None of the kids nor my wife want to give up Windows 8 but not because it is awesome and super, but rather because they do not want the hassle of going back. They like some of Windows 8 and the stuff they do not like they can work around easier than having to redo the system. I know people from MS are probably not reading this but they should, THIS is what people are getting used too.

In the end I guess the question is, would I recommend Windows 8? The answer is not a simple yes or no. If you are a Facebook user, basically you go on Facebook, check emails and maybe listen to some music or watch a show then yes. I think Windows 8 offers for that type of user a very clean and easy to use interface and a great computing experience. If however you use your computer for more and often use programs that will require a drop to desktop then I would say no. The new interface is intriguing but if you are not going to use it then the cost of the upgrade is not justified. Even at the current low price it is now.

Microsoft wanted to do something new, to put some freshness back into Windows and I applaud them for their effort. However at the end of the day while they may have succeeded they did so at the bare minimum and that is just sad. With only a little tweaking Windows 8 could have been a solid if not marginally compelling upgrade, what they delivered fell short of that goal. What makes it even worse is Microsoft seems to know this. Look at the Windows 8 ads, they are all glitz and show but never give you anything that says I need to get Windows 8. Then look at the new Windows Phone ads, these have some substance and show us why Windows Phone is a good choice. It is pretty obvious from this that Microsoft is more comfortable telling us about the Phone than the PC OS.

You will notice I did not spend time talking about touch screens. The reason is simple, most of us do not have them on our PC and I do not think most want them.  My conclusions have nothing to do with touch devices because the majority of you do not use a touch PC. You might have a tablet but lets be real that is a different beast.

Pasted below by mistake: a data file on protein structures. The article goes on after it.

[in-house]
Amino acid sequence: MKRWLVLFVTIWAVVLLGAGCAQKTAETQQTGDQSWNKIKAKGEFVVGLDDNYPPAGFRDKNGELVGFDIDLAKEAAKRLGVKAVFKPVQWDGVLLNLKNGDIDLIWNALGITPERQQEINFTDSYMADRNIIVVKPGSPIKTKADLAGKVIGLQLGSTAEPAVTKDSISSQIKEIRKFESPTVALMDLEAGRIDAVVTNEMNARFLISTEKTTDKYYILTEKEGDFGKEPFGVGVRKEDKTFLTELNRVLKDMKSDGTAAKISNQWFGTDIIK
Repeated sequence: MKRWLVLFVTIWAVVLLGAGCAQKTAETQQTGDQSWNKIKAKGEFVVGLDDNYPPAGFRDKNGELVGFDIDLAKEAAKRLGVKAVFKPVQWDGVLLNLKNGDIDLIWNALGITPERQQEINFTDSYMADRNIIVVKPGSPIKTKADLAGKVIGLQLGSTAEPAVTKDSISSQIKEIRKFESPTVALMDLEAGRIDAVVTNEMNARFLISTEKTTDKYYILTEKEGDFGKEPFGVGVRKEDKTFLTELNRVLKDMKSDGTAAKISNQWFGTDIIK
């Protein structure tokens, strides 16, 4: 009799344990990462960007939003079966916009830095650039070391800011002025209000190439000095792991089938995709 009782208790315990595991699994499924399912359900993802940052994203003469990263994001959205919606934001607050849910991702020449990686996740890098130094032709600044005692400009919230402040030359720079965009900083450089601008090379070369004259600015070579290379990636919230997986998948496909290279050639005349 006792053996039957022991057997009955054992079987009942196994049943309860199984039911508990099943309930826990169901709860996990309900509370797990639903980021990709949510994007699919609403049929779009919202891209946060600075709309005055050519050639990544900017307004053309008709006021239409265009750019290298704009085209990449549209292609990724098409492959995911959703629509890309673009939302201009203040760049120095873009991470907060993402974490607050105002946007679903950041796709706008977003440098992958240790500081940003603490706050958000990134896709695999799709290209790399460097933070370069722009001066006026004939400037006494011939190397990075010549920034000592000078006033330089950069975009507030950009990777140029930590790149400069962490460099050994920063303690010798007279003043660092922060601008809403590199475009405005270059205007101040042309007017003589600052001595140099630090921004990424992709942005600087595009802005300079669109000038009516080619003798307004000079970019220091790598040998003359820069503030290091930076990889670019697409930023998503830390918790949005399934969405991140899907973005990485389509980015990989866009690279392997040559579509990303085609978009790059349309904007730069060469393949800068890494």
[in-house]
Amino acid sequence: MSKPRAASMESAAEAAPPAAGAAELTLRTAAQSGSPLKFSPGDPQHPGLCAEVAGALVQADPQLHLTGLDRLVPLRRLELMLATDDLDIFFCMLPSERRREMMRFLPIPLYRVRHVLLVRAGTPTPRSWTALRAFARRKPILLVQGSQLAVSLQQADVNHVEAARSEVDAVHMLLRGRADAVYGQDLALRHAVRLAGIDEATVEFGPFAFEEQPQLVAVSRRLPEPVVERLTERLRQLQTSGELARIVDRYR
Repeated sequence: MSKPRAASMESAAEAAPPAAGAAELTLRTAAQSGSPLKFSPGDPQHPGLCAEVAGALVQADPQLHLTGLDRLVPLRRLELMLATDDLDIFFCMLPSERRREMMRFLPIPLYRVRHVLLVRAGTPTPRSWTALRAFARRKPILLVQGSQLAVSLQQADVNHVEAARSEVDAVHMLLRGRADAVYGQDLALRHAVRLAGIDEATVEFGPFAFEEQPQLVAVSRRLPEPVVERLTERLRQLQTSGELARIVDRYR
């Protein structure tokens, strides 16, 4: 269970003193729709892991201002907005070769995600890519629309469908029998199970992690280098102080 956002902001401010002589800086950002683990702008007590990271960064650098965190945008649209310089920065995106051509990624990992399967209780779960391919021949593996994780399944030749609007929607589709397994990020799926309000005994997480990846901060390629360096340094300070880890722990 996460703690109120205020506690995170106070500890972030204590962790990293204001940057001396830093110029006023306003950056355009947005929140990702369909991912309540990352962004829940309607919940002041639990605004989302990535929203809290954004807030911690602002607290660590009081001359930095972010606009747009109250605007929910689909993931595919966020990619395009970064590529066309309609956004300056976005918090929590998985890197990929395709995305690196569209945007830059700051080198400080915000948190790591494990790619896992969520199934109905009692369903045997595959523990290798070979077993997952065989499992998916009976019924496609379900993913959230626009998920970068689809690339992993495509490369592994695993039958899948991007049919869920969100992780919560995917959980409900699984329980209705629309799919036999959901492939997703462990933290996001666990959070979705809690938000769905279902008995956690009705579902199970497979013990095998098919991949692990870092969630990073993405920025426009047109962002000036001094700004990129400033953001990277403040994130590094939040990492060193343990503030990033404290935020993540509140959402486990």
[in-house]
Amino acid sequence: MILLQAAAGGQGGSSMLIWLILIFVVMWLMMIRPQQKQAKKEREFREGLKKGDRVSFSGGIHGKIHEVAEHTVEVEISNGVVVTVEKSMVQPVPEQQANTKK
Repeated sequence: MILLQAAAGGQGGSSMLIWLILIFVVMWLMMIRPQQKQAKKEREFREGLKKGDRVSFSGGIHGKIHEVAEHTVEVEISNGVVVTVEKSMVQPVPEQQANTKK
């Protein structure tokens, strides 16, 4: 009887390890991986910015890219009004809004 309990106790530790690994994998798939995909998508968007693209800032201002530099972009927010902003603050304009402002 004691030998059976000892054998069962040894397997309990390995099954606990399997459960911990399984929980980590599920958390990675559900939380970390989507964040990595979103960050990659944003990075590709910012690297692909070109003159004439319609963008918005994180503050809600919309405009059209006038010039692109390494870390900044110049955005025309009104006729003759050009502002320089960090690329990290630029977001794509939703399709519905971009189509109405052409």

Microsoft if you want us to move to Windows 8 on our PCs you need to get some perspective and stop listening to your own press and PR hype, look at the reality. I will not tell any PC user to stay away from Windows 8, there is some good stuff here. However I will not suggest to any PC user to move to Windows 8, there is not enough here to make it worth finding a way around the stuff that still needs to be tweaked.

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December 29, 2012 - Posted by | Reviews | , , , , ,

5 Comments »

  1. [...] Systems Windows 8: Full Time Use Evaluation @ Computer [...]

    Pingback by Hardware Roundup: Monday Edition | Your source for downloading popular benchmarks | December 31, 2012 | Reply

  2. [...] Systems Windows 8: Full Time Use Evaluation @ Computer [...]

    Pingback by Hardware Roundup: Monday Edition | Project Konnect | December 31, 2012 | Reply

  3. Here, here!

    Comment by Sh4un | December 31, 2012 | Reply

  4. Another “answer to a question no one asked, whether you like it or not.”
    I do feel you should try one or more of the Windows 7 skin programs, these may be the redemption for us dedicated functionality users.
    Computers are shipping, laptops anyway, without Windows 7 compatibility.
    Spell checker seems functional but proof reading needs work. Doesn’t it always.

    Comment by Walter Machnicz | December 31, 2012 | Reply

    • Walter while “you” might not have asked the question we have a lot of listeners that have in the last few weeks. As I will be talking about on the show this weekend, I am not a fan of the “skinning” programs as often skins can cause issues, minor but still can create confusion for the average user and in the end do not really add anything other than aesthetics to the OS. As for the proof reading, send me a resume, we are always looking for help with the show.

      Comment by Computer Ed | January 3, 2013 | Reply